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John Leventhal

From Wikipedia, the free encyclopedia

John Leventhal
JL Amps.jpeg
Background information
Born (1952-12-18) December 18, 1952 (age 67)
New York City, New York, United States
GenresCountry, Americana
Record producer
InstrumentsGuitar, bass guitar, keyboard instruments, drums, Audio engineer
Associated actsRosanne Cash

John Leventhal (born December 18, 1952) is a six-time Grammy Award-winning musician, producer, songwriter, and recording engineer who has produced albums for William Bell, The Blind Boys of Alabama, Michelle Branch, Rosanne Cash, Marc Cohn, Shawn Colvin, Sarah Jarosz, Rodney Crowell, Jim Lauderdale, Joan Osborne, Loudon Wainwright III, The Wreckers and many others.

As a musician, he has worked with these artists as well as Jackson Browne, Willie Nelson, Bruce Hornsby, Elvis Costello, Dolly Parton, Emmylou Harris, Charlie Haden, David Crosby, Levon Helm, Edie Brickell, Paul Simon, Patty Larkin, Susan Tedeschi, the Tedeschi Trucks Band, Steve Forbert, Kelly Willis, Donald Fagen, Ry Cooder, and Johnny Cash.

As a songwriter, he has had over 200 songs recorded by various artists, including Rosanne Cash, Shawn Colvin, Marc Cohn, Michelle Branch, The Tedeschi Trucks Band, Vince Gill, George Strait, Shelby Lynne, Patty Loveless, Jim Lauderdale, Joe Cocker and William Bell.

In 1988, he produced and co-wrote Shawn Colvin’s Grammy winning debut album Steady On. He arranged and played multiple instruments on Marc Cohn's 1991 hit "Walking in Memphis". In 1998, he won a Grammy Award for Record and Song of the Year for producing and co-writing the song "Sunny Came Home"[1] (a 1997 hit for Colvin). Leventhal produced and co-wrote all of the songs on Rosanne Cash's 2014 release The River & the Thread. On 8 February 2015, The River & the Thread won three Grammy awards: Americana Album of the Year, Best American Roots Song for "A Feather's Not a Bird" and Best American Roots Performance for "A Feather's Not a Bird".[2]

He produced and co-wrote soul singer William Bell's 2016 Stax Records release This Is Where I Live, which won the 2017 Grammy for Americana Album of the Year. In 2018 Leventhal produced the song Let My Mother Live, co written with Marc Cohn and performed by The Blind Boys Of Alabama, and was nominated for a Grammy for Best American Roots Performance. The song Crossing To Jerusalem written with Rosanne Cash was nominated for Best American Roots song for the 2019 Grammys. [3]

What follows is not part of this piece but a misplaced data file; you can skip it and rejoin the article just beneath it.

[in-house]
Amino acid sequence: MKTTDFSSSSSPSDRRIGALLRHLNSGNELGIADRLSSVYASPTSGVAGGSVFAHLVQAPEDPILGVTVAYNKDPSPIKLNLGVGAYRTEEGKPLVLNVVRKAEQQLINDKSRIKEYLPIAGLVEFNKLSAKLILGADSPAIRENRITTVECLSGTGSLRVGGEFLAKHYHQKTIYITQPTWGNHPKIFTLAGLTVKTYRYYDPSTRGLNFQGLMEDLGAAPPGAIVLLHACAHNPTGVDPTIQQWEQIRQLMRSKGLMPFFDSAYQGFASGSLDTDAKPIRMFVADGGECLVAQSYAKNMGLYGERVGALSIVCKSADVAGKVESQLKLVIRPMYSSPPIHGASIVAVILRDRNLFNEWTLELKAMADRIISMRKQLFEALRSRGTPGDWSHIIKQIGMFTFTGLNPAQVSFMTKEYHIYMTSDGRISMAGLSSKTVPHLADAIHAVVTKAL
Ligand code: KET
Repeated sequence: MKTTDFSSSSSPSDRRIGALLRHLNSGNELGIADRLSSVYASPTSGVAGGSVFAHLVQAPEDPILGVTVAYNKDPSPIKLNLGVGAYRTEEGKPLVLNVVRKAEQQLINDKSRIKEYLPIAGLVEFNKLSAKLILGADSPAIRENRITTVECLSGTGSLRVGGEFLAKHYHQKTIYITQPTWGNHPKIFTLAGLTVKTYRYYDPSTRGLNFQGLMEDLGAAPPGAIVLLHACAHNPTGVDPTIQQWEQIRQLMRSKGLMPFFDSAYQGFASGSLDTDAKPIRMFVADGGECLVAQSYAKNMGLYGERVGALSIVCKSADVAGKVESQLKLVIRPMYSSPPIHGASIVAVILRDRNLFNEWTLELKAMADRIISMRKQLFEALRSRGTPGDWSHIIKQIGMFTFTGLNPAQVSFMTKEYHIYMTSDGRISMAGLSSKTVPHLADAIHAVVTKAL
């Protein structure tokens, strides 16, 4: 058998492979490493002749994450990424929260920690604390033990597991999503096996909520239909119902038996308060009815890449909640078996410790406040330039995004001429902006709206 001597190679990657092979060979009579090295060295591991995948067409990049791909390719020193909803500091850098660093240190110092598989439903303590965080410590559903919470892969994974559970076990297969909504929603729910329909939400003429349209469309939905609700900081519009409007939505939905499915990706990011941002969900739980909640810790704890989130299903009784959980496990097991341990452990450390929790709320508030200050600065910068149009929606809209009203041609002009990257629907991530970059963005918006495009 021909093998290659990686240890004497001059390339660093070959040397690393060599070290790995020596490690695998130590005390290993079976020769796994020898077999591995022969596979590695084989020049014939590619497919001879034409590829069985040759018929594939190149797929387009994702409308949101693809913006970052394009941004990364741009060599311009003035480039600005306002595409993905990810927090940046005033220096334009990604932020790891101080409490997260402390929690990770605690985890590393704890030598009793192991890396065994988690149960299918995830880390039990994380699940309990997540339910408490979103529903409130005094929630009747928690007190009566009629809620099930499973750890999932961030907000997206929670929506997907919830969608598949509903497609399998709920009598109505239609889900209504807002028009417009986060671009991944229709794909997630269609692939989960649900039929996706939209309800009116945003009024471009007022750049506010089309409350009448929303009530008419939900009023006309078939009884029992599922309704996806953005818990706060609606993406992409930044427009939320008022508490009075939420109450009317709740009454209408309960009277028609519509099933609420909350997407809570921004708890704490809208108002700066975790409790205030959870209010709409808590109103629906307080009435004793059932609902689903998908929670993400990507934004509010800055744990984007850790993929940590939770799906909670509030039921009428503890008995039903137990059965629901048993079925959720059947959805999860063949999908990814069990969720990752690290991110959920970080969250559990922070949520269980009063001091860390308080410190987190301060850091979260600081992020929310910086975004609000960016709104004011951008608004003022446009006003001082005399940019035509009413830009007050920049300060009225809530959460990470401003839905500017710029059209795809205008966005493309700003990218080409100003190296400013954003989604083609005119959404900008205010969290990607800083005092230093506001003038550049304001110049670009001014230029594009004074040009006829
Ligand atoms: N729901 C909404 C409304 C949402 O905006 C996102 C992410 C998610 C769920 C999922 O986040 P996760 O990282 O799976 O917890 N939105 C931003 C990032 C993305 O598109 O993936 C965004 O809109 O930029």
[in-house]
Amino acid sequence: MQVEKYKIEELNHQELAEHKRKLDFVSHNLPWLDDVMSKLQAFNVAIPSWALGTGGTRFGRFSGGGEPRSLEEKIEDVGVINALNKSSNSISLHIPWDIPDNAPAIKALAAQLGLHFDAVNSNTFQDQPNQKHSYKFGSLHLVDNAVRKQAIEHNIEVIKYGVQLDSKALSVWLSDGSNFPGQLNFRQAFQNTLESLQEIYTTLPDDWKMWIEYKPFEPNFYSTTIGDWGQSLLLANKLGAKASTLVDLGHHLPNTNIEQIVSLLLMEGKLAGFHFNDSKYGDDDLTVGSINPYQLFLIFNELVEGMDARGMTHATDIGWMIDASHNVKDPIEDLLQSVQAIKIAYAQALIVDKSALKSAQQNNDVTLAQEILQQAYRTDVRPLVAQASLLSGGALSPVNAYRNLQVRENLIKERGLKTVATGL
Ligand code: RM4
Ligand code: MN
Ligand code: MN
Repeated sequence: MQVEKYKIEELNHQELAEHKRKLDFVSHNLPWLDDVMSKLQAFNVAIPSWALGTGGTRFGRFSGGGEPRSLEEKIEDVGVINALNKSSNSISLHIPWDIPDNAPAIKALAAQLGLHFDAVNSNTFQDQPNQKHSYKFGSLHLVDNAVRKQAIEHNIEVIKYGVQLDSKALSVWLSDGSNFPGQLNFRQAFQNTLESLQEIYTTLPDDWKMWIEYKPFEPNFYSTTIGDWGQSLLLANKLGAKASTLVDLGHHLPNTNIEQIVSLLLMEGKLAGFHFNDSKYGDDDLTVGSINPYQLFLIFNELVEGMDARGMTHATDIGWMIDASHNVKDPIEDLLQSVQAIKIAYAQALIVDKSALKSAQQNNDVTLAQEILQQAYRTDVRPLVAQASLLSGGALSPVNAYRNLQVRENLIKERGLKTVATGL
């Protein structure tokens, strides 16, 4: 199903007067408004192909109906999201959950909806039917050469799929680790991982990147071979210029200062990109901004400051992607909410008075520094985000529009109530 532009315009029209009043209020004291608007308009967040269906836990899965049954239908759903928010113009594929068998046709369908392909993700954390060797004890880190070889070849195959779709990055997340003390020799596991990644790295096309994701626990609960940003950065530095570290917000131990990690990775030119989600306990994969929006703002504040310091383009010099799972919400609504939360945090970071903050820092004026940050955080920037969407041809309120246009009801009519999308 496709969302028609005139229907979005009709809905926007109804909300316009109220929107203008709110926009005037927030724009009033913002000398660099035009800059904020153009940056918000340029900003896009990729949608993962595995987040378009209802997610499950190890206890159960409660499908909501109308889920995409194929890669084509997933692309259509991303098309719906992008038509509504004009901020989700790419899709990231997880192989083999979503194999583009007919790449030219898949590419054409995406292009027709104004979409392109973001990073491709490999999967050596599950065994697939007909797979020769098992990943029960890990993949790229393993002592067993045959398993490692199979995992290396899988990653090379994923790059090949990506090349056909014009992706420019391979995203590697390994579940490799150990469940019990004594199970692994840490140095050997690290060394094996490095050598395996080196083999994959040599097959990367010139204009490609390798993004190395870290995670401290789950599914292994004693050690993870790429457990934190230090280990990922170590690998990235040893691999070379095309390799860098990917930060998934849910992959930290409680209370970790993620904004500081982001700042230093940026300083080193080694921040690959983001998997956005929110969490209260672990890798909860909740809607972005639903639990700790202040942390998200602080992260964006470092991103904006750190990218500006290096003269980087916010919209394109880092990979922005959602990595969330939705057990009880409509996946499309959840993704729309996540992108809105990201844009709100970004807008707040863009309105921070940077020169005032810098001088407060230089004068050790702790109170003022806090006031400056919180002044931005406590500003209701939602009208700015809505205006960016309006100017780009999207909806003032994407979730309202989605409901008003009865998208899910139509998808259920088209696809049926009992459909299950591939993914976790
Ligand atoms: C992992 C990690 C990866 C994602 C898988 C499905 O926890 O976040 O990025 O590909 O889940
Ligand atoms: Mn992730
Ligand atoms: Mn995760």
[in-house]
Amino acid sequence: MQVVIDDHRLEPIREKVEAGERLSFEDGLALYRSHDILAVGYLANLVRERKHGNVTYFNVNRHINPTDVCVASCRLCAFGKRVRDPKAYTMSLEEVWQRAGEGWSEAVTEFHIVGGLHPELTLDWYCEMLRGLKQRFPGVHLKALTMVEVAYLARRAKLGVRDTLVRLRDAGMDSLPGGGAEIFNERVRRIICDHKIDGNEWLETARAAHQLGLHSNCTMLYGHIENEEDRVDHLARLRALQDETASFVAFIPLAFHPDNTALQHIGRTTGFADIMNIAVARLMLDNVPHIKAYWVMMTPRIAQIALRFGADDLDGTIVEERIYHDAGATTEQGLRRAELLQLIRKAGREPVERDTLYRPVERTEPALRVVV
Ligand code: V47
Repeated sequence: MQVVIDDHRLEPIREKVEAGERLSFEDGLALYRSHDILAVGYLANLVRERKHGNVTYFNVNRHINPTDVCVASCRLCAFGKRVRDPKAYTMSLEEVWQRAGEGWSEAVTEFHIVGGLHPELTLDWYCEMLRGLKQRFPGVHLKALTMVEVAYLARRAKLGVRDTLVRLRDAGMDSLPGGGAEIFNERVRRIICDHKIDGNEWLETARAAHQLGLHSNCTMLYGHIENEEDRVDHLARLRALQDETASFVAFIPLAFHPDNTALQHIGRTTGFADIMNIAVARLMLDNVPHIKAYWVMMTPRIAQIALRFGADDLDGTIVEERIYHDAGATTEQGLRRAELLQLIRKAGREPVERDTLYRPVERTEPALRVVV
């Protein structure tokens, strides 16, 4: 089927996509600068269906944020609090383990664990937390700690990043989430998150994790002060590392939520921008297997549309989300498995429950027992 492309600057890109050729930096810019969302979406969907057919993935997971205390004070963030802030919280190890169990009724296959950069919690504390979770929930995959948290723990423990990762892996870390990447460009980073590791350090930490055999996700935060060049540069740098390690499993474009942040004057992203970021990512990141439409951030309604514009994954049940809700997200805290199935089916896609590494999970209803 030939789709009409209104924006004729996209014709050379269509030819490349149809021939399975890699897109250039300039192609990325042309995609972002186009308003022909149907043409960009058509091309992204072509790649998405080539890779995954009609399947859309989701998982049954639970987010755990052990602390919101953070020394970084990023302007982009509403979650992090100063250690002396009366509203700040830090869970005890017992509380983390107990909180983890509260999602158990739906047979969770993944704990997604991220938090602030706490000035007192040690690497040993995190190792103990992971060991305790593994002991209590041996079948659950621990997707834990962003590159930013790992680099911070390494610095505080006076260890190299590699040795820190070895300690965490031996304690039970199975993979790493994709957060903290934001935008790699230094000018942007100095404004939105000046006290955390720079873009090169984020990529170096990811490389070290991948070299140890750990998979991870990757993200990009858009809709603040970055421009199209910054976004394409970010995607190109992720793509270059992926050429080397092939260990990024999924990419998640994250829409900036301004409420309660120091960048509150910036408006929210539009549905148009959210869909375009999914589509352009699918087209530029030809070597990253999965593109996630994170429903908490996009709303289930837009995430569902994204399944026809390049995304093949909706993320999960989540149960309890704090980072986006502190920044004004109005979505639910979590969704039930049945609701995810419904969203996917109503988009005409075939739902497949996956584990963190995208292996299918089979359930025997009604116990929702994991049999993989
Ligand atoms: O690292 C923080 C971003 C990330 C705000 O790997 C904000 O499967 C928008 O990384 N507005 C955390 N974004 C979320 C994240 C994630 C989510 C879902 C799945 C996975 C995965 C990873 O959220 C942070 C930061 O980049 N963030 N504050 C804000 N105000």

Leventhal has produced albums that have been nominated for a total of 18 Grammy Awards.[4]

In September 2015, Leventhal received the Americana Music Association's award for Instrumentalist of the Year.[5]

Leventhal also composed scores to the films Winter Solstice (2004), and Big Stone Gap (2014).[6]

John Leventhal's songs are represented by Downtown Music Publishing.[7]

Personal life

Leventhal lives with his wife Rosanne Cash and their children in New York City.[8]

Leventhal's mother was of Irish and Cuban descent, and his father was Jewish.[9] In 2014, Newsweek reported "Before [Leventhal and Cash] were married by a rabbi, Johnny Cash said, 'I've been waiting 40 years for one of my daughters to marry a Jew.'"[10]


  1. ^ ""Sunny Came Home" Wins Song of the Year". The Recording Academy. Retrieved 2017-08-17.
  2. ^ "Rosanne Cash Reflects on Grammy Wins Then and Now". Rolling Stone. Retrieved 2017-08-17.
  3. ^ "Grammy Awards 2017: See the Full Winners List". Billboard. Retrieved 2017-08-17.
  4. ^ Kim, Jae-Ha. "Go away with Rosanne Cash", Chicago Tribune, Chicago, January 7, 2014. Retrieved on January 12, 2014.
  5. ^ "Americana Music Awards: The Winners". Country Music Television, Inc. Retrieved 2017-08-17.
  6. ^ "Winter Solstice". Retrieved 2010-01-26.
  7. ^ "John Leventhal". Downtown Music Publishing. Retrieved 2017-08-17.
  8. ^ Verna, Paul. "Leventhal Juggles Record-Making Tasks As Writer, Arranger, Performer, Producer," Billboard, Cincinnati, Ohio, 10 April 1999.
  9. ^ Elder, Sean. "Bred in the Bone," Newsweek, March 26, 2014,
  10. ^ Elder, Sean. "Bred in the Bone," Newsweek, March 26, 2014,

External links

This page was last edited on 31 July 2020, at 02:58
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